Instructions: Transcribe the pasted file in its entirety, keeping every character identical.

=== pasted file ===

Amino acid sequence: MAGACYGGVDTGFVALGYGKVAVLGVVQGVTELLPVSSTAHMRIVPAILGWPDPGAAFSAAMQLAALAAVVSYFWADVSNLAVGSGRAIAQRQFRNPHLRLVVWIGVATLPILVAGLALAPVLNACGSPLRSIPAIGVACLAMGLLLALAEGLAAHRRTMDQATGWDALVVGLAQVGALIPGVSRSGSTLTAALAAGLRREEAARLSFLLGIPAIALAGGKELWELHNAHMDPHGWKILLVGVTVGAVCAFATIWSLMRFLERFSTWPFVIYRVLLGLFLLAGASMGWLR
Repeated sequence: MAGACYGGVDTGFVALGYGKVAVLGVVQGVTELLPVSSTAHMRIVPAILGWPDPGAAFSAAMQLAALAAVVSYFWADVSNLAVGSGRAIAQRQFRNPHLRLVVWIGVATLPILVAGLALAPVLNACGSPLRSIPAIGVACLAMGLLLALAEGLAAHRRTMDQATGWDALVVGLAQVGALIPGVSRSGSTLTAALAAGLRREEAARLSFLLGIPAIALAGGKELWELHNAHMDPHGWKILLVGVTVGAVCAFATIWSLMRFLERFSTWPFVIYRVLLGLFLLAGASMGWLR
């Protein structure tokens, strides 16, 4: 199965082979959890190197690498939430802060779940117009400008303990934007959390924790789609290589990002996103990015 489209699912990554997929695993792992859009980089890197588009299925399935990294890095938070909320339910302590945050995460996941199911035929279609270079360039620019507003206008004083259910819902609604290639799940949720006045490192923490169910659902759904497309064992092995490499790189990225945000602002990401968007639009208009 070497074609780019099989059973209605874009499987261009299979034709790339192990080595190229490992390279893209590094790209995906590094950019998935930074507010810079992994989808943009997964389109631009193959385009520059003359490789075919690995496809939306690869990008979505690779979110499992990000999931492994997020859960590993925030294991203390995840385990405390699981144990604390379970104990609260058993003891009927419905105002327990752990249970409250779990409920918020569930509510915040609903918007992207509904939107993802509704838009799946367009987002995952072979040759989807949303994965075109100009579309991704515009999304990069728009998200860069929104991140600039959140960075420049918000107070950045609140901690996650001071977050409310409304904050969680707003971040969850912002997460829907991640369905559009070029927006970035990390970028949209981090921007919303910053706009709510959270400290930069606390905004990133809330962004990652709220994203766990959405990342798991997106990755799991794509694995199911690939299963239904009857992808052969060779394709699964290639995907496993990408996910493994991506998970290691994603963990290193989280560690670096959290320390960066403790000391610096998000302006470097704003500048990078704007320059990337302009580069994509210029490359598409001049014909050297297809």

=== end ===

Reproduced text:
Amino acid sequence: MAGACYGGVDTGFVALGYGKVAVLGVVQGVTELLPVSSTAHMRIVPAILGWPDPGAAFSAAMQLAALAAVVSYFWADVSNLAVGSGRAIAQRQFRNPHLRLVVWIGVATLPILVAGLALAPVLNACGSPLRSIPAIGVACLAMGLLLALAEGLAAHRRTMDQATGWDALVVGLAQVGALIPGVSRSGSTLTAALAAGLRREEAARLSFLLGIPAIALAGGKELWELHNAHMDPHGWKILLVGVTVGAVCAFATIWSLMRFLERFSTWPFVIYRVLLGLFLLAGASMGWLR
Repeated sequence: MAGACYGGVDTGFVALGYGKVAVLGVVQGVTELLPVSSTAHMRIVPAILGWPDPGAAFSAAMQLAALAAVVSYFWADVSNLAVGSGRAIAQRQFRNPHLRLVVWIGVATLPILVAGLALAPVLNACGSPLRSIPAIGVACLAMGLLLALAEGLAAHRRTMDQATGWDALVVGLAQVGALIPGVSRSGSTLTAALAAGLRREEAARLSFLLGIPAIALAGGKELWELHNAHMDPHGWKILLVGVTVGAVCAFATIWSLMRFLERFSTWPFVIYRVLLGLFLLAGASMGWLR
């Protein structure tokens, strides 16, 4: 199965082979959890190197690498939430802060779940117009400008303990934007959390924790789609290589990002996103990015 489209699912990554997929695993792992859009980089890197588009299925399935990294890095938070909320339910302590945050995460996941199911035929279609270079360039620019507003206008004083259910819902609604290639799940949720006045490192923490169910659902759904497309064992092995490499790189990225945000602002990401968007639009208009 070497074609780019099989059973209605874009499987261009299979034709790339192990080595190229490992390279893209590094790209995906590094950019998935930074507010810079992994989808943009997964389109631009193959385009520059003359490789075919690995496809939306690869990008979505690779979110499992990000999931492994997020859960590993925030294991203390995840385990405390699981144990604390379970104990609260058993003891009927419905105002327990752990249970409250779990409920918020569930509510915040609903918007992207509904939107993802509704838009799946367009987002995952072979040759989807949303994965075109100009579309991704515009999304990069728009998200860069929104991140600039959140960075420049918000107070950045609140901690996650001071977050409310409304904050969680707003971040969850912002997460829907991640369905559009070029927006970035990390970028949209981090921007919303910053706009709510959270400290930069606390905004990133809330962004990652709220994203766990959405990342798991997106990755799991794509694995199911690939299963239904009857992808052969060779394709699964290639995907496993990408996910493994991506998970290691994603963990290193989280560690670096959290320390960066403790000391610096998000302006470097704003500048990078704007320059990337302009580069994509210029490359598409001049014909050297297809």